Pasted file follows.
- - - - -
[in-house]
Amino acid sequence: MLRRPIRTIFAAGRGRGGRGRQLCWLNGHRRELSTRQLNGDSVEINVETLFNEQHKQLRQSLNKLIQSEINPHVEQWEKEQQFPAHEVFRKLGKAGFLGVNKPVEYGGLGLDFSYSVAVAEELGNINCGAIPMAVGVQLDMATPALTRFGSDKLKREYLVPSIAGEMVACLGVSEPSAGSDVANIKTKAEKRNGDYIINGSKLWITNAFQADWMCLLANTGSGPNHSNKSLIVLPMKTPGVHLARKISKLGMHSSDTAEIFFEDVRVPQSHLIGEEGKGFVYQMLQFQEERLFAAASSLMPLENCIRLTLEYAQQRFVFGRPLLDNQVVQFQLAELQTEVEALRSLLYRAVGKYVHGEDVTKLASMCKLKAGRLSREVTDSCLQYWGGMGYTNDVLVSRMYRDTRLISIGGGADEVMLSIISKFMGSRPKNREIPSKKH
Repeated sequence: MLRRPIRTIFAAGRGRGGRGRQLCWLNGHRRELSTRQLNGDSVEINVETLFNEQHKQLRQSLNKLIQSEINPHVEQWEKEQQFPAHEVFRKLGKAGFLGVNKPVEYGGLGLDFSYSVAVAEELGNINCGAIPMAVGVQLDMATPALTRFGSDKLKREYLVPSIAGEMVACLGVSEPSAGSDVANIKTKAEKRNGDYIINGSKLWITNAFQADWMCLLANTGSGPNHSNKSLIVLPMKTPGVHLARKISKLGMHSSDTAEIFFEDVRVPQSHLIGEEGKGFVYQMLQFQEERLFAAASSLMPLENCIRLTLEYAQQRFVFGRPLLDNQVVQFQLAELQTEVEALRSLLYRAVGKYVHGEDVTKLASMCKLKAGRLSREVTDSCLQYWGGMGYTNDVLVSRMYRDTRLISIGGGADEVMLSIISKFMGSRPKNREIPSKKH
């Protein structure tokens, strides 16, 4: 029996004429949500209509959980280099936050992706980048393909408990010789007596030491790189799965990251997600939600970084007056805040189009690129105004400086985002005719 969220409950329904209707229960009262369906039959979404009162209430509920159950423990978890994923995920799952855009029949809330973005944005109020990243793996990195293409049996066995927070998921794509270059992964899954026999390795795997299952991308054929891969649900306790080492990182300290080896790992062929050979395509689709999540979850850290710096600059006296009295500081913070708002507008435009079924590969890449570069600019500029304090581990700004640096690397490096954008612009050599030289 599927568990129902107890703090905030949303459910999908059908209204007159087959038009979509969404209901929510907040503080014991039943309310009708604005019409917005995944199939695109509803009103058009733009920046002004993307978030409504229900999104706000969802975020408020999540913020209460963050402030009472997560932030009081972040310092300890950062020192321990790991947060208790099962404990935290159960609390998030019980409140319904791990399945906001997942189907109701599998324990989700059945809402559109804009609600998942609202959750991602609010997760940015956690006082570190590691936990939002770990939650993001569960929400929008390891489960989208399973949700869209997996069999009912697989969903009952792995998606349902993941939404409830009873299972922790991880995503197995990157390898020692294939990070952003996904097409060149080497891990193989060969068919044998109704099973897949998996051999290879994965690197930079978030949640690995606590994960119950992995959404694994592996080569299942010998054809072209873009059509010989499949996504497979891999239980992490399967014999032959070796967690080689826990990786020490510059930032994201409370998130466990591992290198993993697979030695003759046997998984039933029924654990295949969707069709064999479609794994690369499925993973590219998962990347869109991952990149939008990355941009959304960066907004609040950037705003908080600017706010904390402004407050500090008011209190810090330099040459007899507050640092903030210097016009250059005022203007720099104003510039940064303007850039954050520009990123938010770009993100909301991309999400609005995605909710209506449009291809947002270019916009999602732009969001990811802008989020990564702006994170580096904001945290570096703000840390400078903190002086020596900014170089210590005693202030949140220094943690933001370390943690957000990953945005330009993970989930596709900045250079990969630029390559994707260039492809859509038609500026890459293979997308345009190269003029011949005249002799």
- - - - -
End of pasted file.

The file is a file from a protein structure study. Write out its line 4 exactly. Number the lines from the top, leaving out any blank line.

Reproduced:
């Protein structure tokens, strides 16, 4: 029996004429949500209509959980280099936050992706980048393909408990010789007596030491790189799965990251997600939600970084007056805040189009690129105004400086985002005719 969220409950329904209707229960009262369906039959979404009162209430509920159950423990978890994923995920799952855009029949809330973005944005109020990243793996990195293409049996066995927070998921794509270059992964899954026999390795795997299952991308054929891969649900306790080492990182300290080896790992062929050979395509689709999540979850850290710096600059006296009295500081913070708002507008435009079924590969890449570069600019500029304090581990700004640096690397490096954008612009050599030289 599927568990129902107890703090905030949303459910999908059908209204007159087959038009979509969404209901929510907040503080014991039943309310009708604005019409917005995944199939695109509803009103058009733009920046002004993307978030409504229900999104706000969802975020408020999540913020209460963050402030009472997560932030009081972040310092300890950062020192321990790991947060208790099962404990935290159960609390998030019980409140319904791990399945906001997942189907109701599998324990989700059945809402559109804009609600998942609202959750991602609010997760940015956690006082570190590691936990939002770990939650993001569960929400929008390891489960989208399973949700869209997996069999009912697989969903009952792995998606349902993941939404409830009873299972922790991880995503197995990157390898020692294939990070952003996904097409060149080497891990193989060969068919044998109704099973897949998996051999290879994965690197930079978030949640690995606590994960119950992995959404694994592996080569299942010998054809072209873009059509010989499949996504497979891999239980992490399967014999032959070796967690080689826990990786020490510059930032994201409370998130466990591992290198993993697979030695003759046997998984039933029924654990295949969707069709064999479609794994690369499925993973590219998962990347869109991952990149939008990355941009959304960066907004609040950037705003908080600017706010904390402004407050500090008011209190810090330099040459007899507050640092903030210097016009250059005022203007720099104003510039940064303007850039954050520009990123938010770009993100909301991309999400609005995605909710209506449009291809947002270019916009999602732009969001990811802008989020990564702006994170580096904001945290570096703000840390400078903190002086020596900014170089210590005693202030949140220094943690933001370390943690957000990953945005330009993970989930596709900045250079990969630029390559994707260039492809859509038609500026890459293979997308345009190269003029011949005249002799």